At an academy tribute, Blake Edwards gets himself out of a fine mess


This article was originally on a blog post platform and may be missing photos, graphics or links. See About archive blog posts.

Blake Edwards, the filmmaker best known for his sexy and stylish comedies, always did things his way. Which makes it fitting that, as the audience at his academy tribute Thursday night welcomed him to the stage with a standing ovation, his first words were: “Can I go now?

Edwards got serious quickly, though, replying to an early question from his frequent producer and collaborator Walter Mirisch with, “I’m having a kind of hard time tonight because I did five films with Tony Curtis and he passed away recently -- today, I guess -- and it’s a little hard to accept, to be humorous about myself and my career. I just want to say before I do whatever it is I’m going to do here, to think of Tony and wish him well. I’ll miss him.”


The 88-year-old Edwards seemed alert and thoughtful as he sat in a wheelchair (which at one point he railed against with an “I hate this [gosh-darn] thing”). Following a reel of clips from 11 of Edwards’ films, including four “Pink Panther” pictures, “The Party” and “Breakfast At Tiffany’s,” Edwards gave an affectionate shout-out to wife Julie Andrews.

“I never had a great deal of luck with permanent relationships with females until my current spouse of 40 years. Although she is to some extent a pain in the... she has so many virtues.” He went on to say that he will often lie in bed at night “and hope to make a version of ‘Saint Joan’ for her to star in and to make sure it was a real fire.”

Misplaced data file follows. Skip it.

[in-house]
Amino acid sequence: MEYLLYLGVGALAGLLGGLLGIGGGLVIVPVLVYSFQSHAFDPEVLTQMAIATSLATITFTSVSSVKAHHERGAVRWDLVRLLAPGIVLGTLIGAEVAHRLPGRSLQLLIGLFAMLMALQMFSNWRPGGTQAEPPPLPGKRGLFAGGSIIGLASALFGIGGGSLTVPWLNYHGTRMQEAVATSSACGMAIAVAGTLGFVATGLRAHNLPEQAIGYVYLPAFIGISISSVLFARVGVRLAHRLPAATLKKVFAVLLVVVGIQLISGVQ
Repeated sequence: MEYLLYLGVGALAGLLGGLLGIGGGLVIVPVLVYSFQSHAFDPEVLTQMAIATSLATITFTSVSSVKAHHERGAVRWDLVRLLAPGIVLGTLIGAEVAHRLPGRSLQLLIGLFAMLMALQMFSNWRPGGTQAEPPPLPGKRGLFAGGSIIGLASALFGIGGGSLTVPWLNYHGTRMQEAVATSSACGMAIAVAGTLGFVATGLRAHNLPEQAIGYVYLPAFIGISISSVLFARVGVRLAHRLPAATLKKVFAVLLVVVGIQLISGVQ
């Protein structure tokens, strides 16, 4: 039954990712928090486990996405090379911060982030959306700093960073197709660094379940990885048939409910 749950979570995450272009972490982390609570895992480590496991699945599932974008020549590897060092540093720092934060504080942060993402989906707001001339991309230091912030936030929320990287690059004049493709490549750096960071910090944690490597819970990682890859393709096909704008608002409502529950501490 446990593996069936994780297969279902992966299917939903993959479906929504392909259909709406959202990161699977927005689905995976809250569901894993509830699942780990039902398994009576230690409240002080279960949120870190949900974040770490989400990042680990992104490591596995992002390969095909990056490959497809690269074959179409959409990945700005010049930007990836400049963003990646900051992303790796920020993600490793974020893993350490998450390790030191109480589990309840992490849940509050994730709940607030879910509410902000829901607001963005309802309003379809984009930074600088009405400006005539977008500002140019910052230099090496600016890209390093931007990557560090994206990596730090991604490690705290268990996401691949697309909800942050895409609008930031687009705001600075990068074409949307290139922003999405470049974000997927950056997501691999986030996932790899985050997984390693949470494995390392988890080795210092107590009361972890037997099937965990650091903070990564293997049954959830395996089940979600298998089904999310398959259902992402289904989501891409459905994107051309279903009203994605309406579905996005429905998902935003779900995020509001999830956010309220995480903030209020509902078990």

Mirisch asked Edwards to recall the time they met with Peter Sellers in a New York restaurant to discuss the possibility of playing Inspector Clouseau in the first “Pink Panther” movie. “I’ve kind of blocked him out,” joked Edwards, adding that Sellers was “a man who had nightly conversations with his dead mother, things like that which make it very hard to reminisce.” And Edwards did get in a dig at fellow comedic filmmaker Billy Wilder. “Billy I admired,” he said, before adding “There was for me a certain pomposity about him.... He didn’t much care for me as a talent.”

After Edwards again asked everyone to take a moment to remember Tony Curtis, the crowd rose to its feet for another standing ovation, and Edwards was assisted up out of his wheelchair, standing briefly as the applause swelled even louder.

A few moments later, the lights went down and a screening began of Edwards’ 1981 film “S.O.B.” A scathing satire of Hollywood morals -- or lack thereof -- the film features oddball directors, ground-down careerists, imperious starlets, pill-happy doctors, meddling studio execs and snoopy gossip reporters. As a fitting end to the evening’s tribute to Edwards, the nearly 30-year-old film simply seemed to say that Hollywood, for better or worse, has been this way for quite a while.

-- Mark Olsen